ADVERTISEMENT

Our view: Don’t leave fires burning

April 26, 2017 GMT

For a place that prides it self on a sense of history, some Santa Fe-area folks are ignoring the recent past. How soon have people forgotten the ravages of human-caused forest fires? The loss of memory has happened quickly, considering what has been happening in the Jemez Ranger District lately.

For the second weekend in a row, campers have left behind multiple unattended and abandoned campfires, according to the U.S. Forest Service. Rangers found 11 still-burning campfires and extinguished them before any harm was caused. The weekend before, there were five or six unattended or abandoned fires.

This, despite the reality that fire danger in the Santa Fe National Forest is high, and much of Central and Northern New Mexico has been under a fire weather watch (a condition so named because of a combination of lack of humidity, sustained winds and dry fuels). Welcome rains this week could alleviate dry conditions, but all campers, hikers and forest visitors must take better care. After all, the rains will stop and the forests will dry out. That’s when fires can be dangerous.

ADVERTISEMENT

Remember, back in April 1996, the Dome Fire burned some 16,000-plus acres in the Jemez Mountains. A sloppy camper failed to put out a fire properly; an errant spark, winds and dry conditions spread the blaze. The forest was a tinderbox and will be again. When conditions are severe, forest service workers have enough to do tracking down lightning-caused fires or those blazes that occur after a power line falls and ignites underbrush or a dry branch. They don’t need to have to police humans who are too lazy or uninformed to put out campfires properly.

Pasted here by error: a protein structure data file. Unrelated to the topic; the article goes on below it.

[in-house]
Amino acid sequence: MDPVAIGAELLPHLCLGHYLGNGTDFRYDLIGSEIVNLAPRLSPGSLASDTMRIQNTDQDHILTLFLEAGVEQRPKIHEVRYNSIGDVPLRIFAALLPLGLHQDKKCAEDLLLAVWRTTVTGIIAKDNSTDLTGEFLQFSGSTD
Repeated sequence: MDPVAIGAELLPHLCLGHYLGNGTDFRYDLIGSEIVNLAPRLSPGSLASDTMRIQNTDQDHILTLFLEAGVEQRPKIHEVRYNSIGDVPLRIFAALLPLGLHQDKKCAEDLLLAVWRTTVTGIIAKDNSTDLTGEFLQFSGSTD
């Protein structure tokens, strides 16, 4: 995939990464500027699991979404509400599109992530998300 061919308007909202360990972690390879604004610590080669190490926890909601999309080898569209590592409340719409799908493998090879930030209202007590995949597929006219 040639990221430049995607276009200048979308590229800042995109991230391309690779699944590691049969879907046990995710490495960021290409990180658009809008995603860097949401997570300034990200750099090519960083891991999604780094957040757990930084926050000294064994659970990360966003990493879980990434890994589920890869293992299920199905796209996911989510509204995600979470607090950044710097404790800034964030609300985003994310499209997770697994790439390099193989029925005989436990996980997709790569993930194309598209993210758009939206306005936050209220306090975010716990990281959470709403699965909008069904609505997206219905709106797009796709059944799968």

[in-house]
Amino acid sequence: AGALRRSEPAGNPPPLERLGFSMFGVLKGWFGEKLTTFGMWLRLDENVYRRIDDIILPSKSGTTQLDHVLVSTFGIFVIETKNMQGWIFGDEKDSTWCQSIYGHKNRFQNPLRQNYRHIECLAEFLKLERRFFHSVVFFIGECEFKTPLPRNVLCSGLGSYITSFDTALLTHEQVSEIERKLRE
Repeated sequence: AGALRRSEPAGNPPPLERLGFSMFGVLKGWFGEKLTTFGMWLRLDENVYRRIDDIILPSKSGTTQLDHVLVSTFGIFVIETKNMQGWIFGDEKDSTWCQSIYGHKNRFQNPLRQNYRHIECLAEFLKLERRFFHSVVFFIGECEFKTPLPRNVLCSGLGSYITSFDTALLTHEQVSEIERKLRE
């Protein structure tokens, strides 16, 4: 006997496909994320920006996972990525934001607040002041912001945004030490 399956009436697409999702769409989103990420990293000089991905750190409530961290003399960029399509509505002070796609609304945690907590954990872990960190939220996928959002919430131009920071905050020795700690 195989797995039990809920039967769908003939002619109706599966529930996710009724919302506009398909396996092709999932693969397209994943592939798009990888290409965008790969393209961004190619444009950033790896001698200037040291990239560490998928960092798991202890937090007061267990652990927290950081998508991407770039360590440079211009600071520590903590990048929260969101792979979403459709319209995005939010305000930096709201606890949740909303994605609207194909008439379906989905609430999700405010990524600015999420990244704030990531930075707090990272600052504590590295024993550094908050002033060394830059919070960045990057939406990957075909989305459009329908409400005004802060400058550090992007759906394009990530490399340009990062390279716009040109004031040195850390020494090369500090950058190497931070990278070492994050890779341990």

Last summer, the problem area for unattended or abandoned fires was the Pecos-Las Vegas District. Rangers there put together a brochure showing how to put out fires, one easy step at a time. Jemez-area workers now are driving around and distributing similar materials to campers. Sometimes, campers are not simply careless, they just don’t know the correct way to ensure a fire is dead.

Visitors should make sure to bring a shovel and plenty of water so that all fires can be extinguished. All the way. Cold, dead ashes, in other words, with not a single warm ember remaining. It takes more than one dousing with water, too. Drown the remains of the fire and listen for the hissing to stop. Use the shovel to mix the dirt and water. Add more water. Then, stay around until the remains of the fire are cool. All of them. The best way to ensure the fire is out is to sift ashes by hand. That way, you can be certain no hot spots remain. Don’t use rocks to extinguish a fire, either. They stay hot and air can funnel around them, reigniting coals and, eventually, a new fire.

Even before starting a fire, follow these commonsense guidelines. Build any fire away from overhanging branches or bushes. Avoid steep slopes and all flammable materials — rotten stumps, logs, dry grass or leaves. Use existing fire rings or rock-lined fire pits when available. Keep materials that could burn at least 5 feet away from the fire. In other words, wood for the fire should be stored away from flames. On windy days, don’t build. Before going to sleep, put out the blaze and never, ever leave fire unattended. While you are enjoying the forest, keep an eye out for suspicious smoke or unattended fires — call 911 to report a fire, and start putting it out, too.

Forest fires will happen. There are acts of nature and accidents. But the damage from humans can be prevented, even eliminated, if forest visitors take care. Together, we can prevent forest fires.